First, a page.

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bananatricky

Sitting on the edge with my Kindle

I am a voarcious reader who resents the time she spends sleeping and working as it leaves less time for my kindle

Currently reading

American Gods
Neil Gaiman
The Dream Hunter
Sherrilyn Kenyon
Dragonswan
Sherrilyn Kenyon
Taking Chase
Lauren Dane
Don't Let Go
Marliss Melton
Bait
Annie Nicholas
Second Grave on the Left
Darynda Jones
Last Man Standing
Cindy Gerard
One for the Wicked
Karina Cooper
Kill Shot
Liliana Hart
Wait for You  -  Jennifer L. Armentrout, J. Lynn Well ...

As I said 23% through this book, it hits most of my previously mentioned NA/YA themes:

1 Written in the first person POV - check
2 Obsession with describing clothes, hair and make-up of all protagonists – a bit
3 Angst – check, check, check
4 Arts - one of them is a dancer or a musician or a singer and/or a tattoo artist - check
5 Tattoos and/or piercings generally - check
6 Both protagonists being, quite frankly, as thick as pig shit. – No!!
7 Usually explicit sex scenes and/or obsession with the heroine's V-Card – Not really
8 Having stupid names – Cam and Avery – the Jury is still out on these two
9 The guy giving the girl a stupid nickname – sweetheart (low on the annoyance factor)
10 Someone has oodles of money – enough for a teenager to buy a house/car/ring - check
11 Some sort of stupid bet – Not so much
12 Ridiculous eye colours/descriptions – check

But, I kind of liked it. It felt a bit Mean Girls at the start with the gay friend and the friend (who is a girl) with the heavy make-up (or I could just be channelling Mean Girls), but that wore off. Some of the peripheral characters felt a bit two-dimensional – Cam's roommate was so unmemorable that I can't recall his name! Similarly the bitchy hook-up girl (Serena?). Cam was also for the most part a little too good to be true.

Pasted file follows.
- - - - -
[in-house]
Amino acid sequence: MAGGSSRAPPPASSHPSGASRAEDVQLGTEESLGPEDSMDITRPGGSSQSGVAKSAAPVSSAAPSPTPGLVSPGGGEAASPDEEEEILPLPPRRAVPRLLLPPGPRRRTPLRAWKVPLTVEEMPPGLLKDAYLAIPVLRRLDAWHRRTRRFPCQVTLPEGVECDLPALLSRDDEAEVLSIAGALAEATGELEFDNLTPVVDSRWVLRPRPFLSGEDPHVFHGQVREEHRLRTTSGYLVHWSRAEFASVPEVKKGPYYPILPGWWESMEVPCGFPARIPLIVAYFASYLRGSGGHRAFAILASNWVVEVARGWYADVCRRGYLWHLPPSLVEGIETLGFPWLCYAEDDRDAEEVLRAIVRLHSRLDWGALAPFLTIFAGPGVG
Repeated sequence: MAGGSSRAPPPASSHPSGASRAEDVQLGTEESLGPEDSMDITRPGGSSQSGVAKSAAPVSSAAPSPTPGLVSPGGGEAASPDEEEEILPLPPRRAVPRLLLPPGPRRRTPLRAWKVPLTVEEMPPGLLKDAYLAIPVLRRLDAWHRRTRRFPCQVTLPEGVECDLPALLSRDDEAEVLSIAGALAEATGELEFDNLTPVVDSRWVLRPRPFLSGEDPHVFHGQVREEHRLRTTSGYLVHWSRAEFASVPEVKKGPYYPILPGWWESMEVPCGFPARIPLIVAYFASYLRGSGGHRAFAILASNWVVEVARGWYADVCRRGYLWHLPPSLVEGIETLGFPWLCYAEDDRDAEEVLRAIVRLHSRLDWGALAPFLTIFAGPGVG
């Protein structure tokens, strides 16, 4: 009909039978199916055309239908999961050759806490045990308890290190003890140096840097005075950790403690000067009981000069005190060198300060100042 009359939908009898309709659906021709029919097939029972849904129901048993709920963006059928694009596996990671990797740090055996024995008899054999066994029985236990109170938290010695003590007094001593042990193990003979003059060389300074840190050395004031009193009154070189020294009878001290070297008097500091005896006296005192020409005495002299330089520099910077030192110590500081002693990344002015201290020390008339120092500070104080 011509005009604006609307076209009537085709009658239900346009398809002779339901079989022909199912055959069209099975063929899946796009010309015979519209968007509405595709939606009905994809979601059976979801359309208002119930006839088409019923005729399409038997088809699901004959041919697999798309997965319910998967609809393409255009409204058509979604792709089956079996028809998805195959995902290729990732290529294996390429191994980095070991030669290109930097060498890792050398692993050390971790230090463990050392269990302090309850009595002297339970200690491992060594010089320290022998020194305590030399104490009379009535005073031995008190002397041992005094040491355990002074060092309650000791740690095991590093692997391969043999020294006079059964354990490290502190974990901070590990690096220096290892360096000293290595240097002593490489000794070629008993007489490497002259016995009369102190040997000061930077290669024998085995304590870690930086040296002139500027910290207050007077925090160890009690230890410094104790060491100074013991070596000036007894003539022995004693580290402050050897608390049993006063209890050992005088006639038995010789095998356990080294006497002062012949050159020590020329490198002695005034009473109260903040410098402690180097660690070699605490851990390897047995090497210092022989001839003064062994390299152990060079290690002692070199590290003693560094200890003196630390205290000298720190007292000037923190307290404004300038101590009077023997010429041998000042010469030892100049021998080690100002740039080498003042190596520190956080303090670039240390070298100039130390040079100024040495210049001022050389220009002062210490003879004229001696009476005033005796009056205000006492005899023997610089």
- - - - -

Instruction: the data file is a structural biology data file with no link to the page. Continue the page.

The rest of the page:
Other characters, like Avery's parents, seemed more like cartoon villains than realistic portrayals of humans – I mean seriously we need to understand why Avery's parents did what they did. I understand not wanting the photo of their 14 year old daughter, drunk, wearing a 'slutty' Halloween costume and sitting on a boy's lap – that would be a defendant's dream! But seriously, once Blaine started spreading nasty rumours around about Avery, and after her suicide attempt, what parent wouldn't have confronted Blaine's parents. Also (sorry it's the investigator in me) didn't they obtain legal advice on the non-disclosure agreement before signing? Didn't they think it was a good idea to gag both parties? It's not as if they didn't have enough money to hire a lawyer, they weren't poor country bumpkins being railroaded by a rich and powerful family. Finally, I am hazy about to what extent anyone can be bound by a legal agreement that they sign as a 14 year old minor. isn't that why we have things like legal age of consent? Because we believe that 14 year old children aren't capable of making rational decisions?

Similarly, I found Molly's behaviour unrealistic. If I were in her position I would feel the same, undoubtedly, but I believe I could also empathise with what Avery did (without knowing why she did it) and I certainly don't believe that any girl in that situation would do what Molly did send offensive texts and emails to Avery just because she retracted her rape charge.

Despite all of the above, I actually rather enjoyed the book – it was well-written (although there were a few typos) and the relationship appeared to develop slowly and naturally over a long period of time. The inevitable failure to communicate so beloved of NA/YA writers was totally understandable in the light of the issue Avery was trying to hide.

I may well give one of her other books a try.